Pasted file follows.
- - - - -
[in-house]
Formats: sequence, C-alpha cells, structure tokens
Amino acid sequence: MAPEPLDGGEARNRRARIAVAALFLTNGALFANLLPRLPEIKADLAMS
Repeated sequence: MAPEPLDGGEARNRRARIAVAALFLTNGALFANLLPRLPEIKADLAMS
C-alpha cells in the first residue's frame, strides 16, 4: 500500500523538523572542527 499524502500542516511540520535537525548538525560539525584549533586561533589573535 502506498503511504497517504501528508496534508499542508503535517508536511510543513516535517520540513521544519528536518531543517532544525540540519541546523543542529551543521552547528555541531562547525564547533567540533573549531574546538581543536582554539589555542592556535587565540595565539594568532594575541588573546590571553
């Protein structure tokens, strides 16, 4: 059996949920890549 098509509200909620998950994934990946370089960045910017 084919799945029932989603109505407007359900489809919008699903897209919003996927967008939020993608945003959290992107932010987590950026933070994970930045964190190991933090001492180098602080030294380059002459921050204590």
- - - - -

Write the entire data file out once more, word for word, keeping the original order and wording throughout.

[in-house]
Formats: sequence, C-alpha cells, structure tokens
Amino acid sequence: MAPEPLDGGEARNRRARIAVAALFLTNGALFANLLPRLPEIKADLAMS
Repeated sequence: MAPEPLDGGEARNRRARIAVAALFLTNGALFANLLPRLPEIKADLAMS
C-alpha cells in the first residue's frame, strides 16, 4: 500500500523538523572542527 499524502500542516511540520535537525548538525560539525584549533586561533589573535 502506498503511504497517504501528508496534508499542508503535517508536511510543513516535517520540513521544519528536518531543517532544525540540519541546523543542529551543521552547528555541531562547525564547533567540533573549531574546538581543536582554539589555542592556535587565540595565539594568532594575541588573546590571553
């Protein structure tokens, strides 16, 4: 059996949920890549 098509509200909620998950994934990946370089960045910017 084919799945029932989603109505407007359900489809919008699903897209919003996927967008939020993608945003959290992107932010987590950026933070994970930045964190190991933090001492180098602080030294380059002459921050204590």